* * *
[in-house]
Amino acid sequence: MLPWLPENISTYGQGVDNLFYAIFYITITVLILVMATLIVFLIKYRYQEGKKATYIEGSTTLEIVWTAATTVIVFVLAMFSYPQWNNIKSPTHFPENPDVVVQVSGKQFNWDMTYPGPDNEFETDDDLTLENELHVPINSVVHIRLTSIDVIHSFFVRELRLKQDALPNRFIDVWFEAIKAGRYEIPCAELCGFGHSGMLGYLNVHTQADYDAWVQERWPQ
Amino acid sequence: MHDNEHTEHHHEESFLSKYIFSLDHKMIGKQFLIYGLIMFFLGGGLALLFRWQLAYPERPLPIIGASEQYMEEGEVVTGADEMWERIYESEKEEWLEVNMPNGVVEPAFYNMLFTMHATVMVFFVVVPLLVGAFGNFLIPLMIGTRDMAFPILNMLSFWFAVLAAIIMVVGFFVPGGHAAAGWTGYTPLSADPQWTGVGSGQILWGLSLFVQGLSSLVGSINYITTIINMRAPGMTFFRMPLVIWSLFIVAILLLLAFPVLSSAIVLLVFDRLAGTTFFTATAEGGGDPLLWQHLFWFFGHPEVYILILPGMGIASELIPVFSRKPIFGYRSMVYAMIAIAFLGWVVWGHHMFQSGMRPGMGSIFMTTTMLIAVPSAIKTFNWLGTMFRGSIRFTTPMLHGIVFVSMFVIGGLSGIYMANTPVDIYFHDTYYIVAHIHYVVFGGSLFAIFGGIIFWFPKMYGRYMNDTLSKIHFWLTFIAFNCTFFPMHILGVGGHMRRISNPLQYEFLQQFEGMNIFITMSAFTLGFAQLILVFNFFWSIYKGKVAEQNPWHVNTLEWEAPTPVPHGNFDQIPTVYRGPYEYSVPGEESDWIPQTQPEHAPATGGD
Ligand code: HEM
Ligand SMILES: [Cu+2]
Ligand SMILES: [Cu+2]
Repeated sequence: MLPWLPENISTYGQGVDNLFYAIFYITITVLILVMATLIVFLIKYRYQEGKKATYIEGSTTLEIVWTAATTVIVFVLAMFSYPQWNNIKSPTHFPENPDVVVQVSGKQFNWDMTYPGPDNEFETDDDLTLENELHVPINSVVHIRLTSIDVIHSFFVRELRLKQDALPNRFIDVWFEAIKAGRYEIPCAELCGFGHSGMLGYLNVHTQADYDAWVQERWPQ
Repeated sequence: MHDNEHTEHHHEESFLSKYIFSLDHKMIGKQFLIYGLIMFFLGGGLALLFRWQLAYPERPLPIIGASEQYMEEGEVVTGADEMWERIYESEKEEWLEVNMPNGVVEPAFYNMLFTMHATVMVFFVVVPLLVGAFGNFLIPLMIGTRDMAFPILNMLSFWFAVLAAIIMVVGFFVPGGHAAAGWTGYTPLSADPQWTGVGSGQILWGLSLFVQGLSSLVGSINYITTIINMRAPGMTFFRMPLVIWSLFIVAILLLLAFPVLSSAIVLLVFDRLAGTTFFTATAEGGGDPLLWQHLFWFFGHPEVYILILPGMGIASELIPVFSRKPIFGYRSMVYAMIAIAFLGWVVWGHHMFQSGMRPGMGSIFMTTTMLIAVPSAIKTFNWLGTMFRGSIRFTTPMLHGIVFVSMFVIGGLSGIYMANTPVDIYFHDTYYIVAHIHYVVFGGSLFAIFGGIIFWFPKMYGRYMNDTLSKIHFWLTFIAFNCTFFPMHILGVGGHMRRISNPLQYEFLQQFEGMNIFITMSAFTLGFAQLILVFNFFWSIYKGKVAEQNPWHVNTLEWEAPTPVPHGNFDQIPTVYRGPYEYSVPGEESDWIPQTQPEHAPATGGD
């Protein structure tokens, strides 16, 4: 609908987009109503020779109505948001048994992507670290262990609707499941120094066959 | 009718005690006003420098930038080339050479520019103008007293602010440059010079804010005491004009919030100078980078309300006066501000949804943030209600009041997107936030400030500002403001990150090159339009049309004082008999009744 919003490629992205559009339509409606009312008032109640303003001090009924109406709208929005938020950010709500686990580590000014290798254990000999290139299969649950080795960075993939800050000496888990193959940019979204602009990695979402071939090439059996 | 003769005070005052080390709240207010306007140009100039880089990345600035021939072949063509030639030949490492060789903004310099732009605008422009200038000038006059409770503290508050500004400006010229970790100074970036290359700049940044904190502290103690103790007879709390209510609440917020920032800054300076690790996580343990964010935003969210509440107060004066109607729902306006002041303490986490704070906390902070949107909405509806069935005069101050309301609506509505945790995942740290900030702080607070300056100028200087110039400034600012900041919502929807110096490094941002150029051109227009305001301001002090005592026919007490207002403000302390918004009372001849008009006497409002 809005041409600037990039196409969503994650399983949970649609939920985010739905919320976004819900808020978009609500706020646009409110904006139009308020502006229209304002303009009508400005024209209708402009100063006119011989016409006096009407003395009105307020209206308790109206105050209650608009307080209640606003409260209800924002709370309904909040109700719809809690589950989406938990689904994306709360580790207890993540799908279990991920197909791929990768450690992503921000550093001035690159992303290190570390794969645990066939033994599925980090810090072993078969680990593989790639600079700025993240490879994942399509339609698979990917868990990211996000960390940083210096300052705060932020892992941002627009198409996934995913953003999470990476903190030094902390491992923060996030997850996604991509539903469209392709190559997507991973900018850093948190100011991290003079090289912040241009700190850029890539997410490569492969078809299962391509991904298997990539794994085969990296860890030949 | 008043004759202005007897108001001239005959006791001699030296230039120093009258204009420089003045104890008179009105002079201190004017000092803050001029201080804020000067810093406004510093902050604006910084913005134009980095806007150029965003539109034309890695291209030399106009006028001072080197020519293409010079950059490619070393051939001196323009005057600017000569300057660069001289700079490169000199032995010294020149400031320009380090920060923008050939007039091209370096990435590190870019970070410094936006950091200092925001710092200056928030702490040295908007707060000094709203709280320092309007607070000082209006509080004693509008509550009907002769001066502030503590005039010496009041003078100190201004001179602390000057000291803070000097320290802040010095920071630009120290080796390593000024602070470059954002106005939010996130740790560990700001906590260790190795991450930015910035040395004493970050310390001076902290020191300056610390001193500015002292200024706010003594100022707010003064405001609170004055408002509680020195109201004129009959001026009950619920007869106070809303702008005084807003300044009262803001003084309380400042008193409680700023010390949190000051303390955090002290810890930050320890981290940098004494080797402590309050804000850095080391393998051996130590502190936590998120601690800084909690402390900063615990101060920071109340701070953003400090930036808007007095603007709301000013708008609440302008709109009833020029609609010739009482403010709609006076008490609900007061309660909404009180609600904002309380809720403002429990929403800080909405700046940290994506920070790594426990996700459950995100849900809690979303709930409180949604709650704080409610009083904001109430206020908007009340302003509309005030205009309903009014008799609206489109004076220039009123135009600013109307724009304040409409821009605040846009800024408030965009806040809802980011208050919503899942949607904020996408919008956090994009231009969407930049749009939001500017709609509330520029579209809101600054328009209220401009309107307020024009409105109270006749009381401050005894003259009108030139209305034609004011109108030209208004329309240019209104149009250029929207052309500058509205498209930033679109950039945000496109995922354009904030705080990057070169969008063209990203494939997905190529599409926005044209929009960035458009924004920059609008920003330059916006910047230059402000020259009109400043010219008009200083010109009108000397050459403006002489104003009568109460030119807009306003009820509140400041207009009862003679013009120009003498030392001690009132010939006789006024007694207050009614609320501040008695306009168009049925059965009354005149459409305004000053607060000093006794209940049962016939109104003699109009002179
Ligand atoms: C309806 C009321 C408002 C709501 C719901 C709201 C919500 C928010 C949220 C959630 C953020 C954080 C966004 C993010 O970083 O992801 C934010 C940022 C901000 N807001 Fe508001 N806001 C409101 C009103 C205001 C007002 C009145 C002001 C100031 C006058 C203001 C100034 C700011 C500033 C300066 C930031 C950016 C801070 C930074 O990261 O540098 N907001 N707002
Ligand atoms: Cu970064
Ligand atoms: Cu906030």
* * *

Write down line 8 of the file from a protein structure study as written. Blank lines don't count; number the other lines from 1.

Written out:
Repeated sequence: MHDNEHTEHHHEESFLSKYIFSLDHKMIGKQFLIYGLIMFFLGGGLALLFRWQLAYPERPLPIIGASEQYMEEGEVVTGADEMWERIYESEKEEWLEVNMPNGVVEPAFYNMLFTMHATVMVFFVVVPLLVGAFGNFLIPLMIGTRDMAFPILNMLSFWFAVLAAIIMVVGFFVPGGHAAAGWTGYTPLSADPQWTGVGSGQILWGLSLFVQGLSSLVGSINYITTIINMRAPGMTFFRMPLVIWSLFIVAILLLLAFPVLSSAIVLLVFDRLAGTTFFTATAEGGGDPLLWQHLFWFFGHPEVYILILPGMGIASELIPVFSRKPIFGYRSMVYAMIAIAFLGWVVWGHHMFQSGMRPGMGSIFMTTTMLIAVPSAIKTFNWLGTMFRGSIRFTTPMLHGIVFVSMFVIGGLSGIYMANTPVDIYFHDTYYIVAHIHYVVFGGSLFAIFGGIIFWFPKMYGRYMNDTLSKIHFWLTFIAFNCTFFPMHILGVGGHMRRISNPLQYEFLQQFEGMNIFITMSAFTLGFAQLILVFNFFWSIYKGKVAEQNPWHVNTLEWEAPTPVPHGNFDQIPTVYRGPYEYSVPGEESDWIPQTQPEHAPATGGD